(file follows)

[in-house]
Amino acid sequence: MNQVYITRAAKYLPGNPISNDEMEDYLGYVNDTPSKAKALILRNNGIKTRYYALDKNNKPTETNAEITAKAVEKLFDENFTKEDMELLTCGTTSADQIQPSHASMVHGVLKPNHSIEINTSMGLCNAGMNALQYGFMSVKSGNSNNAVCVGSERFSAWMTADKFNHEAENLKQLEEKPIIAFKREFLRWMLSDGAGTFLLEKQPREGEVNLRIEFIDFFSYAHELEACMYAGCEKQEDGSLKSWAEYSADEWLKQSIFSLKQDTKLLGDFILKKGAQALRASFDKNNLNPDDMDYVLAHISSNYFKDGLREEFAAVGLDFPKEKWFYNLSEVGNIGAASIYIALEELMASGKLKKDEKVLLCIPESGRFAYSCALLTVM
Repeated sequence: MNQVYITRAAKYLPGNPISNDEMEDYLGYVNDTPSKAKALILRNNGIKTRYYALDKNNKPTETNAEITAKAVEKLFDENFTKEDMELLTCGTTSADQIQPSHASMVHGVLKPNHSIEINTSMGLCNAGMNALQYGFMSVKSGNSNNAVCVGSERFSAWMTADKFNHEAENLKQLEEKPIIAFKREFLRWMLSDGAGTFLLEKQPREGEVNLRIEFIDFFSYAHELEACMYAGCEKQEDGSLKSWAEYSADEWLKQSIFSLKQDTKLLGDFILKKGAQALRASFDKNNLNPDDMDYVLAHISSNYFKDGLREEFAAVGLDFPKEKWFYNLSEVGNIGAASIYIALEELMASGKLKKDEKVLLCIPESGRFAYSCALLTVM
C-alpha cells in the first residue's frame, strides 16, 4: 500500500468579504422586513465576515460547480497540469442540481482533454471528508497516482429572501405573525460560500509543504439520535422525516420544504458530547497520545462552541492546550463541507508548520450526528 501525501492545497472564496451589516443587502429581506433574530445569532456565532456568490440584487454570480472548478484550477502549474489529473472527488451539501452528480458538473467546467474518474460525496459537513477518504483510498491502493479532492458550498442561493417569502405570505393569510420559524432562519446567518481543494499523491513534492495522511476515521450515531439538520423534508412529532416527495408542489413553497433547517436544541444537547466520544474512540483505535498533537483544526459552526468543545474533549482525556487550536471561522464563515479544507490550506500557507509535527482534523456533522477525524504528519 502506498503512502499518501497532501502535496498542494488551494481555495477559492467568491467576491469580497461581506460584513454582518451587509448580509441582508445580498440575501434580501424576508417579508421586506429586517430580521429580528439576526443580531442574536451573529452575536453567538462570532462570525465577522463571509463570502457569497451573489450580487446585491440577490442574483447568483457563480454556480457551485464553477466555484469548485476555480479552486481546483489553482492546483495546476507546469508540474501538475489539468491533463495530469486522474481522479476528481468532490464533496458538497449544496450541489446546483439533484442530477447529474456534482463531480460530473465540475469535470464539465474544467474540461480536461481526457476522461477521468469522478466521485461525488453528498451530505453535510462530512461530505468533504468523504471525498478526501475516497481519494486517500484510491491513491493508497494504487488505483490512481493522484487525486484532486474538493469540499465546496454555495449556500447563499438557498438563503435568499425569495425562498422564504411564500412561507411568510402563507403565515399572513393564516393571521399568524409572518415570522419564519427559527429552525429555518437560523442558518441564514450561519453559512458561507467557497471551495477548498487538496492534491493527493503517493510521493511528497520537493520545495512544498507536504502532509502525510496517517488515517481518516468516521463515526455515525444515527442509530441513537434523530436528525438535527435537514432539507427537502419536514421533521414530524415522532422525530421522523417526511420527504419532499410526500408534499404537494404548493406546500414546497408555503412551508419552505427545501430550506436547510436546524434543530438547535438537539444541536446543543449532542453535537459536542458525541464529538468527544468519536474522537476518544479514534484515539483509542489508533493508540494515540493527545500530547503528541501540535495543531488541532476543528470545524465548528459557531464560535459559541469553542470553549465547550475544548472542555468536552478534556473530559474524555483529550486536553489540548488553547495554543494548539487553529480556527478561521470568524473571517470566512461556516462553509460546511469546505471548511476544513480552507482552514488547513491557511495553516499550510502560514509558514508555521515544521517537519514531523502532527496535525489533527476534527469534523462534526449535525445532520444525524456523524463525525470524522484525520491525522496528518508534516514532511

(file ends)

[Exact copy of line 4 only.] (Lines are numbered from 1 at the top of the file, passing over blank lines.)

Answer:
C-alpha cells in the first residue's frame, strides 16, 4: 500500500468579504422586513465576515460547480497540469442540481482533454471528508497516482429572501405573525460560500509543504439520535422525516420544504458530547497520545462552541492546550463541507508548520450526528 501525501492545497472564496451589516443587502429581506433574530445569532456565532456568490440584487454570480472548478484550477502549474489529473472527488451539501452528480458538473467546467474518474460525496459537513477518504483510498491502493479532492458550498442561493417569502405570505393569510420559524432562519446567518481543494499523491513534492495522511476515521450515531439538520423534508412529532416527495408542489413553497433547517436544541444537547466520544474512540483505535498533537483544526459552526468543545474533549482525556487550536471561522464563515479544507490550506500557507509535527482534523456533522477525524504528519 502506498503512502499518501497532501502535496498542494488551494481555495477559492467568491467576491469580497461581506460584513454582518451587509448580509441582508445580498440575501434580501424576508417579508421586506429586517430580521429580528439576526443580531442574536451573529452575536453567538462570532462570525465577522463571509463570502457569497451573489450580487446585491440577490442574483447568483457563480454556480457551485464553477466555484469548485476555480479552486481546483489553482492546483495546476507546469508540474501538475489539468491533463495530469486522474481522479476528481468532490464533496458538497449544496450541489446546483439533484442530477447529474456534482463531480460530473465540475469535470464539465474544467474540461480536461481526457476522461477521468469522478466521485461525488453528498451530505453535510462530512461530505468533504468523504471525498478526501475516497481519494486517500484510491491513491493508497494504487488505483490512481493522484487525486484532486474538493469540499465546496454555495449556500447563499438557498438563503435568499425569495425562498422564504411564500412561507411568510402563507403565515399572513393564516393571521399568524409572518415570522419564519427559527429552525429555518437560523442558518441564514450561519453559512458561507467557497471551495477548498487538496492534491493527493503517493510521493511528497520537493520545495512544498507536504502532509502525510496517517488515517481518516468516521463515526455515525444515527442509530441513537434523530436528525438535527435537514432539507427537502419536514421533521414530524415522532422525530421522523417526511420527504419532499410526500408534499404537494404548493406546500414546497408555503412551508419552505427545501430550506436547510436546524434543530438547535438537539444541536446543543449532542453535537459536542458525541464529538468527544468519536474522537476518544479514534484515539483509542489508533493508540494515540493527545500530547503528541501540535495543531488541532476543528470545524465548528459557531464560535459559541469553542470553549465547550475544548472542555468536552478534556473530559474524555483529550486536553489540548488553547495554543494548539487553529480556527478561521470568524473571517470566512461556516462553509460546511469546505471548511476544513480552507482552514488547513491557511495553516499550510502560514509558514508555521515544521517537519514531523502532527496535525489533527476534527469534523462534526449535525445532520444525524456523524463525525470524522484525520491525522496528518508534516514532511